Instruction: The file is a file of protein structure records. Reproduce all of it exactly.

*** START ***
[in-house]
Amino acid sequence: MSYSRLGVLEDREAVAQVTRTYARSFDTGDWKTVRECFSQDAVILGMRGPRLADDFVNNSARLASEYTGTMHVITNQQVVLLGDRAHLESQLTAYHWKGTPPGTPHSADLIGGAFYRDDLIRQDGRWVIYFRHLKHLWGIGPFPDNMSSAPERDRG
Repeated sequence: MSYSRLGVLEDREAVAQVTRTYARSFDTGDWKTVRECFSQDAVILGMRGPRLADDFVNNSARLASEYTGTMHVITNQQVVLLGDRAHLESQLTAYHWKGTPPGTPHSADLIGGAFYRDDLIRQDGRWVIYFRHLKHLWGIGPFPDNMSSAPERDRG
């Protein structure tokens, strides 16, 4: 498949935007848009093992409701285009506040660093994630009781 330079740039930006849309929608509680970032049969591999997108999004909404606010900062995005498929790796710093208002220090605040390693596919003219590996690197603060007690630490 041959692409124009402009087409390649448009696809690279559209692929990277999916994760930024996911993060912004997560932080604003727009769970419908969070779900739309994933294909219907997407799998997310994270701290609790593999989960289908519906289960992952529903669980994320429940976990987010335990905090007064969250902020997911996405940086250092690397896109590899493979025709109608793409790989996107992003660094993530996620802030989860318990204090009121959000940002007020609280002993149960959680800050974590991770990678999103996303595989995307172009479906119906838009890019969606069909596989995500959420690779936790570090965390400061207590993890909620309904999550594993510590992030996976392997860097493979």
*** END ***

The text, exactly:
[in-house]
Amino acid sequence: MSYSRLGVLEDREAVAQVTRTYARSFDTGDWKTVRECFSQDAVILGMRGPRLADDFVNNSARLASEYTGTMHVITNQQVVLLGDRAHLESQLTAYHWKGTPPGTPHSADLIGGAFYRDDLIRQDGRWVIYFRHLKHLWGIGPFPDNMSSAPERDRG
Repeated sequence: MSYSRLGVLEDREAVAQVTRTYARSFDTGDWKTVRECFSQDAVILGMRGPRLADDFVNNSARLASEYTGTMHVITNQQVVLLGDRAHLESQLTAYHWKGTPPGTPHSADLIGGAFYRDDLIRQDGRWVIYFRHLKHLWGIGPFPDNMSSAPERDRG
């Protein structure tokens, strides 16, 4: 498949935007848009093992409701285009506040660093994630009781 330079740039930006849309929608509680970032049969591999997108999004909404606010900062995005498929790796710093208002220090605040390693596919003219590996690197603060007690630490 041959692409124009402009087409390649448009696809690279559209692929990277999916994760930024996911993060912004997560932080604003727009769970419908969070779900739309994933294909219907997407799998997310994270701290609790593999989960289908519906289960992952529903669980994320429940976990987010335990905090007064969250902020997911996405940086250092690397896109590899493979025709109608793409790989996107992003660094993530996620802030989860318990204090009121959000940002007020609280002993149960959680800050974590991770990678999103996303595989995307172009479906119906838009890019969606069909596989995500959420690779936790570090965390400061207590993890909620309904999550594993510590992030996976392997860097493979």